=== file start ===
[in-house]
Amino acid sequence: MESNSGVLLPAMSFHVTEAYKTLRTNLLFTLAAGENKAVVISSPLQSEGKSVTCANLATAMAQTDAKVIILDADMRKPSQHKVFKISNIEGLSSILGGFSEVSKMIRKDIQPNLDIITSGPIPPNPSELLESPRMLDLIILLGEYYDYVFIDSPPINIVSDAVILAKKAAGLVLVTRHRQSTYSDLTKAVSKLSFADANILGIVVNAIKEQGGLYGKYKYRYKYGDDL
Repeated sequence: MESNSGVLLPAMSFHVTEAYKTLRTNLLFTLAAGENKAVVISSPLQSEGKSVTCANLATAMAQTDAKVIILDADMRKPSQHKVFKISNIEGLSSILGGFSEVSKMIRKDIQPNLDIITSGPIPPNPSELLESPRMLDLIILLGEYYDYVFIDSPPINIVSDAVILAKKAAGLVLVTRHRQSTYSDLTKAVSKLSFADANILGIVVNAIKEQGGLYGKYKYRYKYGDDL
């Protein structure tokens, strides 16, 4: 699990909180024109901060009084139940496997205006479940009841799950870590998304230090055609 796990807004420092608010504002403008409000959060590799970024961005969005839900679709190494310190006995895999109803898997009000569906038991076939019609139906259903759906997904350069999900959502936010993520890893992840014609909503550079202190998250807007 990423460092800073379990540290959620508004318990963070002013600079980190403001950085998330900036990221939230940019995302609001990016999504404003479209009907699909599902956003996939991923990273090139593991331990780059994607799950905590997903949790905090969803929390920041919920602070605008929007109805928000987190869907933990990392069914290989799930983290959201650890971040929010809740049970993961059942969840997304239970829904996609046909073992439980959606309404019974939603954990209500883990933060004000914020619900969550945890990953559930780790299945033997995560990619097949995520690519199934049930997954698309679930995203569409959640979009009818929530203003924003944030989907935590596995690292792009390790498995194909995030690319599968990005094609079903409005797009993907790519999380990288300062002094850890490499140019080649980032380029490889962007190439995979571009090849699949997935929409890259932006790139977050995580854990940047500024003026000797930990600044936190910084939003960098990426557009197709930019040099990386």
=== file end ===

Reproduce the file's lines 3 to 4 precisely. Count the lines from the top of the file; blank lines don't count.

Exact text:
Repeated sequence: MESNSGVLLPAMSFHVTEAYKTLRTNLLFTLAAGENKAVVISSPLQSEGKSVTCANLATAMAQTDAKVIILDADMRKPSQHKVFKISNIEGLSSILGGFSEVSKMIRKDIQPNLDIITSGPIPPNPSELLESPRMLDLIILLGEYYDYVFIDSPPINIVSDAVILAKKAAGLVLVTRHRQSTYSDLTKAVSKLSFADANILGIVVNAIKEQGGLYGKYKYRYKYGDDL
């Protein structure tokens, strides 16, 4: 699990909180024109901060009084139940496997205006479940009841799950870590998304230090055609 796990807004420092608010504002403008409000959060590799970024961005969005839900679709190494310190006995895999109803898997009000569906038991076939019609139906259903759906997904350069999900959502936010993520890893992840014609909503550079202190998250807007 990423460092800073379990540290959620508004318990963070002013600079980190403001950085998330900036990221939230940019995302609001990016999504404003479209009907699909599902956003996939991923990273090139593991331990780059994607799950905590997903949790905090969803929390920041919920602070605008929007109805928000987190869907933990990392069914290989799930983290959201650890971040929010809740049970993961059942969840997304239970829904996609046909073992439980959606309404019974939603954990209500883990933060004000914020619900969550945890990953559930780790299945033997995560990619097949995520690519199934049930997954698309679930995203569409959640979009009818929530203003924003944030989907935590596995690292792009390790498995194909995030690319599968990005094609079903409005797009993907790519999380990288300062002094850890490499140019080649980032380029490889962007190439995979571009090849699949997935929409890259932006790139977050995580854990940047500024003026000797930990600044936190910084939003960098990426557009197709930019040099990386």